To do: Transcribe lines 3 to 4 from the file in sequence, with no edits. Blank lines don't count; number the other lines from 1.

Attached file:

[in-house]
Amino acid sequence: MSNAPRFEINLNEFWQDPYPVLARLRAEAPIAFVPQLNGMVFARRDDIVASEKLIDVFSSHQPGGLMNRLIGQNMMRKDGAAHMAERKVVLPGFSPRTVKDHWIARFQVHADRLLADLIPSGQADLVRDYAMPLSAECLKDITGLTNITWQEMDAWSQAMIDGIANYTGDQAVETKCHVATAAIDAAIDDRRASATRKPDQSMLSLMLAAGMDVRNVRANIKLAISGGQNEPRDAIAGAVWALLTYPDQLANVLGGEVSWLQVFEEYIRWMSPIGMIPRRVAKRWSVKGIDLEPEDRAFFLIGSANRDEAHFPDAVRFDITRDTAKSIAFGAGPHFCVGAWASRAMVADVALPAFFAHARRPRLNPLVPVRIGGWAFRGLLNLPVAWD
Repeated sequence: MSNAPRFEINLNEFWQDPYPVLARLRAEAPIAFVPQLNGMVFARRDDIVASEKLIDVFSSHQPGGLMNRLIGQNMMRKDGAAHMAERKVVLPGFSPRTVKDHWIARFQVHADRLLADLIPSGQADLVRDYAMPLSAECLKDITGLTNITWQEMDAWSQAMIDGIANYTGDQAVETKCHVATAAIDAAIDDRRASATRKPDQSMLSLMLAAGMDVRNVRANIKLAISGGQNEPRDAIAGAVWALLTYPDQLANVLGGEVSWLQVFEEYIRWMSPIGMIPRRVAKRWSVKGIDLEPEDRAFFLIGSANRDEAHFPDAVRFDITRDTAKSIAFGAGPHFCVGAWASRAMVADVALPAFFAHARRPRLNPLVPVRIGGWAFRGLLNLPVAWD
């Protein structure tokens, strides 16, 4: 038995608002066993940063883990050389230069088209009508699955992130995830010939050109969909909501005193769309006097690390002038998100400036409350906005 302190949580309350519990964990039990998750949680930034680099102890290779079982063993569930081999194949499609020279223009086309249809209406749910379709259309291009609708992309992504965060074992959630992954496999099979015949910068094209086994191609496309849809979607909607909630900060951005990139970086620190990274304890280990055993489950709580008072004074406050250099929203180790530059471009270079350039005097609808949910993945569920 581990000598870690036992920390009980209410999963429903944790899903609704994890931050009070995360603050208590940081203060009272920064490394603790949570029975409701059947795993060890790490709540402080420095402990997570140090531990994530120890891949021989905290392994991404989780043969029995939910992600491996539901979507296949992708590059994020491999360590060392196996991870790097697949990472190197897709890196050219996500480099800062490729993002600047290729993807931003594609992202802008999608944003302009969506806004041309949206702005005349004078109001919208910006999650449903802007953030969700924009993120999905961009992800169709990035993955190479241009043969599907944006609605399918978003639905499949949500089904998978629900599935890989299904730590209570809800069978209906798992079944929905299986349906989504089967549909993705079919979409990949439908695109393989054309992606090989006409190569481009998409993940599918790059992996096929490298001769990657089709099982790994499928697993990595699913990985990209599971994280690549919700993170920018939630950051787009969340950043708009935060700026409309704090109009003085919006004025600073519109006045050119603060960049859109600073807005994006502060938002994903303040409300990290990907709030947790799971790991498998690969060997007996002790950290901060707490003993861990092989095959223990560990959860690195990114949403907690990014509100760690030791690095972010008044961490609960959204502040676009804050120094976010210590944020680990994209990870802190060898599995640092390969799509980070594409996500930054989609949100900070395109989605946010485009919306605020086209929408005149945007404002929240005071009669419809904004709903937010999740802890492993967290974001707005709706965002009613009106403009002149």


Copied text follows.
Repeated sequence: MSNAPRFEINLNEFWQDPYPVLARLRAEAPIAFVPQLNGMVFARRDDIVASEKLIDVFSSHQPGGLMNRLIGQNMMRKDGAAHMAERKVVLPGFSPRTVKDHWIARFQVHADRLLADLIPSGQADLVRDYAMPLSAECLKDITGLTNITWQEMDAWSQAMIDGIANYTGDQAVETKCHVATAAIDAAIDDRRASATRKPDQSMLSLMLAAGMDVRNVRANIKLAISGGQNEPRDAIAGAVWALLTYPDQLANVLGGEVSWLQVFEEYIRWMSPIGMIPRRVAKRWSVKGIDLEPEDRAFFLIGSANRDEAHFPDAVRFDITRDTAKSIAFGAGPHFCVGAWASRAMVADVALPAFFAHARRPRLNPLVPVRIGGWAFRGLLNLPVAWD
């Protein structure tokens, strides 16, 4: 038995608002066993940063883990050389230069088209009508699955992130995830010939050109969909909501005193769309006097690390002038998100400036409350906005 302190949580309350519990964990039990998750949680930034680099102890290779079982063993569930081999194949499609020279223009086309249809209406749910379709259309291009609708992309992504965060074992959630992954496999099979015949910068094209086994191609496309849809979607909607909630900060951005990139970086620190990274304890280990055993489950709580008072004074406050250099929203180790530059471009270079350039005097609808949910993945569920 581990000598870690036992920390009980209410999963429903944790899903609704994890931050009070995360603050208590940081203060009272920064490394603790949570029975409701059947795993060890790490709540402080420095402990997570140090531990994530120890891949021989905290392994991404989780043969029995939910992600491996539901979507296949992708590059994020491999360590060392196996991870790097697949990472190197897709890196050219996500480099800062490729993002600047290729993807931003594609992202802008999608944003302009969506806004041309949206702005005349004078109001919208910006999650449903802007953030969700924009993120999905961009992800169709990035993955190479241009043969599907944006609605399918978003639905499949949500089904998978629900599935890989299904730590209570809800069978209906798992079944929905299986349906989504089967549909993705079919979409990949439908695109393989054309992606090989006409190569481009998409993940599918790059992996096929490298001769990657089709099982790994499928697993990595699913990985990209599971994280690549919700993170920018939630950051787009969340950043708009935060700026409309704090109009003085919006004025600073519109006045050119603060960049859109600073807005994006502060938002994903303040409300990290990907709030947790799971790991498998690969060997007996002790950290901060707490003993861990092989095959223990560990959860690195990114949403907690990014509100760690030791690095972010008044961490609960959204502040676009804050120094976010210590944020680990994209990870802190060898599995640092390969799509980070594409996500930054989609949100900070395109989605946010485009919306605020086209929408005149945007404002929240005071009669419809904004709903937010999740802890492993967290974001707005709706965002009613009106403009002149």